Right Heart Catheterization: About This Test

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What is it?

Man in cath lab

Right heart catheterization is a test to check the right side of your heart. The right side of the heart receives blood from the body and pumps it to the lungs. The blood picks up oxygen in the lungs.

A doctor will insert a thin, flexible tube (catheter) into a blood vessel in your groin or neck. During the test, the doctor moves the catheter through the blood vessel into your heart.

Why is this test done?

The test checks the blood pressure and oxygen levels in your lungs and heart. It also checks how well your heart is pumping. This test is different from left heart catheterization. That test checks for blockages in the coronary arteries.

How can you prepare for the test?

  • Tell your doctors all the medicines and natural health products you take. Some of these can increase the risk of bleeding or interact with anesthesia.
  • If you take aspirin or some other blood thinner, be sure to talk to your doctor. He or she will tell you if you should stop taking it before your test. Make sure that you understand exactly what your doctor wants you to do.
  • Your doctor will tell you which medicines to take or stop before the test. You may need to stop taking certain medicines a week or more before the test. So talk to your doctor as soon as you can.

What happens during the test?

  • The test is done in a hospital, often in a cardiac catheterization laboratory ("cath lab"). You lie on a table under a large X-ray machine.
  • You will get medicine through an IV in one of your veins to help you relax.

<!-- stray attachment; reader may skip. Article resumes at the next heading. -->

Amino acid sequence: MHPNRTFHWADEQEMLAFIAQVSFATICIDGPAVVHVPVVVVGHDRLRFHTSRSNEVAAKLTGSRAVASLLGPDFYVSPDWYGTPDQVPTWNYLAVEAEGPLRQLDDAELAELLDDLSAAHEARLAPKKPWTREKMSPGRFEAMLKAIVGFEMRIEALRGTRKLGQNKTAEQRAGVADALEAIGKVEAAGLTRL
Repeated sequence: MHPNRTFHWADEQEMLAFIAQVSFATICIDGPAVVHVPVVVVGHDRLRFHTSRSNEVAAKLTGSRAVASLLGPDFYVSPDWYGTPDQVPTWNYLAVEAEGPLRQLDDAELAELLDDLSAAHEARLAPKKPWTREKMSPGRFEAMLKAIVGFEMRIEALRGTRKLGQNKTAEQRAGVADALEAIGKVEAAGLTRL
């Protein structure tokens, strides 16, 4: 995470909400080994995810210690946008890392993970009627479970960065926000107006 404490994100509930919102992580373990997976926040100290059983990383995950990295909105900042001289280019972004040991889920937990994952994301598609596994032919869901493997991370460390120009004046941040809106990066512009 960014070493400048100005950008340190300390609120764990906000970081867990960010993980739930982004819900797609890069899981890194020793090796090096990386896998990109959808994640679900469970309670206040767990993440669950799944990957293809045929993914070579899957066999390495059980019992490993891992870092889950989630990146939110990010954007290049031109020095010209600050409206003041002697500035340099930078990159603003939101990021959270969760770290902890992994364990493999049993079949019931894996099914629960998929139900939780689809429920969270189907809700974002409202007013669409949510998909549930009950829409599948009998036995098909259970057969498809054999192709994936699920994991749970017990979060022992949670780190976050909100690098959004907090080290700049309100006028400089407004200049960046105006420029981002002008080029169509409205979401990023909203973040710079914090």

• You will be awake during the procedure, but you may not be able to remember much about it. The doctor will inject some medicine to numb the skin where the catheter will be put in. You will feel a small needle stick, like having a blood test. You may feel some pressure when the doctor puts in the catheter.
  • The doctor may look at X-ray pictures on a monitor (like a TV set) to move the catheter to your heart and lungs.
  • The catheter will be removed. A nurse may press on a bandage on the opening to prevent bleeding.
  • The test usually takes about 1 to 1½ hours.

What happens after the test?

  • After the test, you will stay in a room for at least a few hours to make sure the catheter site starts to heal. You may have a bandage or a compression device on the catheter site to prevent bleeding.
  • The catheter site and your heart rate, blood pressure, and temperature will be checked several times over several hours.
  • If the catheter was placed in your neck, you may sit up in your bed. If the catheter was placed in your groin, you may lie in bed for a few hours.
  • You may be able to go home later the same day, or you may need to stay in the hospital overnight.

Follow-up care is a key part of your treatment and safety. Be sure to make and go to all appointments, and call your doctor or nurse call line if you are having problems. It's also a good idea to keep a list of the medicines you take. Ask your doctor when you can expect to have your test results.

Where can you learn more?

Go to https://www.healthwise.net/patientEd

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